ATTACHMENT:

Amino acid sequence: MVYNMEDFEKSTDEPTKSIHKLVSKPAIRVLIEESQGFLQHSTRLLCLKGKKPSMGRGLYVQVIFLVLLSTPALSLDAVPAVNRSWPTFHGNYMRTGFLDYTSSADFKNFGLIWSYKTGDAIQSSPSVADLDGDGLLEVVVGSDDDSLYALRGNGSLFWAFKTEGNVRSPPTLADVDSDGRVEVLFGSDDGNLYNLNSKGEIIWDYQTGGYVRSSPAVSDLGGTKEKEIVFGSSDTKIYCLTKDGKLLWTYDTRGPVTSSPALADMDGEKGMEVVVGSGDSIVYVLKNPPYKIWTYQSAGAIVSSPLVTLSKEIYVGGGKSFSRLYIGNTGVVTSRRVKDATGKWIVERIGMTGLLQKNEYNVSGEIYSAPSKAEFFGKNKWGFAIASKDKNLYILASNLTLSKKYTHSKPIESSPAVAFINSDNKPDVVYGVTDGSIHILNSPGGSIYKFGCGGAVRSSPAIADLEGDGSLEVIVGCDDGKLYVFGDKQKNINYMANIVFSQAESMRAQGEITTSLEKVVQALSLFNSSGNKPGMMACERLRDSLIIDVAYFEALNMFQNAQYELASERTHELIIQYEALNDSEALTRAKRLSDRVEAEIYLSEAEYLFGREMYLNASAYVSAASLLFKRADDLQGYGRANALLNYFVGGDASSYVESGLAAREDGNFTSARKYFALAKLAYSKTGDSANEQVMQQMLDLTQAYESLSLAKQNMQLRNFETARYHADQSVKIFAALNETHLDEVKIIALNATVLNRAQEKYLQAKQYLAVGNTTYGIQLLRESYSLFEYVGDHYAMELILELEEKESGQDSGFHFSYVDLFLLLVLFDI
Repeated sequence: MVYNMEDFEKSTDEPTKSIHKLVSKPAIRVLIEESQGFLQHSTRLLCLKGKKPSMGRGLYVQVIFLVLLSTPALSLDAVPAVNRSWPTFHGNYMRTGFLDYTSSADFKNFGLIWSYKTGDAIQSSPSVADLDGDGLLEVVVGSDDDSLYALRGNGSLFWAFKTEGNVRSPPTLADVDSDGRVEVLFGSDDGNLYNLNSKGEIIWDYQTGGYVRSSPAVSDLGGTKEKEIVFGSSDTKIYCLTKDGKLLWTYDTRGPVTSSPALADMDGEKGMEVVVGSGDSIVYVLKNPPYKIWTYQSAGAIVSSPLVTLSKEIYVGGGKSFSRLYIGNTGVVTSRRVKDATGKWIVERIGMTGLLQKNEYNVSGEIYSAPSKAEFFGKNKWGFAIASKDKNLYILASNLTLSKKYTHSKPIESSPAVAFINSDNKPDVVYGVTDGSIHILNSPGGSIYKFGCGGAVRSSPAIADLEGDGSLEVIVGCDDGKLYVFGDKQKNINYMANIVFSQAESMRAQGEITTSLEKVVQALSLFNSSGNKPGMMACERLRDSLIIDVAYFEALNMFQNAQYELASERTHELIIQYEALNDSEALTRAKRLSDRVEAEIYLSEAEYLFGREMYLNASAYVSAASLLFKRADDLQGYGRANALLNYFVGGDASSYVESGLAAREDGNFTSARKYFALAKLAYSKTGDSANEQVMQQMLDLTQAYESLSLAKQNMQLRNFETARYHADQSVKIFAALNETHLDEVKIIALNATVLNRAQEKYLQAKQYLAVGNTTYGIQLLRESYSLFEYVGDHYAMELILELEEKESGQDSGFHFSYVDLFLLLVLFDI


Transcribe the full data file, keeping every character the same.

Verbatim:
Amino acid sequence: MVYNMEDFEKSTDEPTKSIHKLVSKPAIRVLIEESQGFLQHSTRLLCLKGKKPSMGRGLYVQVIFLVLLSTPALSLDAVPAVNRSWPTFHGNYMRTGFLDYTSSADFKNFGLIWSYKTGDAIQSSPSVADLDGDGLLEVVVGSDDDSLYALRGNGSLFWAFKTEGNVRSPPTLADVDSDGRVEVLFGSDDGNLYNLNSKGEIIWDYQTGGYVRSSPAVSDLGGTKEKEIVFGSSDTKIYCLTKDGKLLWTYDTRGPVTSSPALADMDGEKGMEVVVGSGDSIVYVLKNPPYKIWTYQSAGAIVSSPLVTLSKEIYVGGGKSFSRLYIGNTGVVTSRRVKDATGKWIVERIGMTGLLQKNEYNVSGEIYSAPSKAEFFGKNKWGFAIASKDKNLYILASNLTLSKKYTHSKPIESSPAVAFINSDNKPDVVYGVTDGSIHILNSPGGSIYKFGCGGAVRSSPAIADLEGDGSLEVIVGCDDGKLYVFGDKQKNINYMANIVFSQAESMRAQGEITTSLEKVVQALSLFNSSGNKPGMMACERLRDSLIIDVAYFEALNMFQNAQYELASERTHELIIQYEALNDSEALTRAKRLSDRVEAEIYLSEAEYLFGREMYLNASAYVSAASLLFKRADDLQGYGRANALLNYFVGGDASSYVESGLAAREDGNFTSARKYFALAKLAYSKTGDSANEQVMQQMLDLTQAYESLSLAKQNMQLRNFETARYHADQSVKIFAALNETHLDEVKIIALNATVLNRAQEKYLQAKQYLAVGNTTYGIQLLRESYSLFEYVGDHYAMELILELEEKESGQDSGFHFSYVDLFLLLVLFDI
Repeated sequence: MVYNMEDFEKSTDEPTKSIHKLVSKPAIRVLIEESQGFLQHSTRLLCLKGKKPSMGRGLYVQVIFLVLLSTPALSLDAVPAVNRSWPTFHGNYMRTGFLDYTSSADFKNFGLIWSYKTGDAIQSSPSVADLDGDGLLEVVVGSDDDSLYALRGNGSLFWAFKTEGNVRSPPTLADVDSDGRVEVLFGSDDGNLYNLNSKGEIIWDYQTGGYVRSSPAVSDLGGTKEKEIVFGSSDTKIYCLTKDGKLLWTYDTRGPVTSSPALADMDGEKGMEVVVGSGDSIVYVLKNPPYKIWTYQSAGAIVSSPLVTLSKEIYVGGGKSFSRLYIGNTGVVTSRRVKDATGKWIVERIGMTGLLQKNEYNVSGEIYSAPSKAEFFGKNKWGFAIASKDKNLYILASNLTLSKKYTHSKPIESSPAVAFINSDNKPDVVYGVTDGSIHILNSPGGSIYKFGCGGAVRSSPAIADLEGDGSLEVIVGCDDGKLYVFGDKQKNINYMANIVFSQAESMRAQGEITTSLEKVVQALSLFNSSGNKPGMMACERLRDSLIIDVAYFEALNMFQNAQYELASERTHELIIQYEALNDSEALTRAKRLSDRVEAEIYLSEAEYLFGREMYLNASAYVSAASLLFKRADDLQGYGRANALLNYFVGGDASSYVESGLAAREDGNFTSARKYFALAKLAYSKTGDSANEQVMQQMLDLTQAYESLSLAKQNMQLRNFETARYHADQSVKIFAALNETHLDEVKIIALNATVLNRAQEKYLQAKQYLAVGNTTYGIQLLRESYSLFEYVGDHYAMELILELEEKESGQDSGFHFSYVDLFLLLVLFDI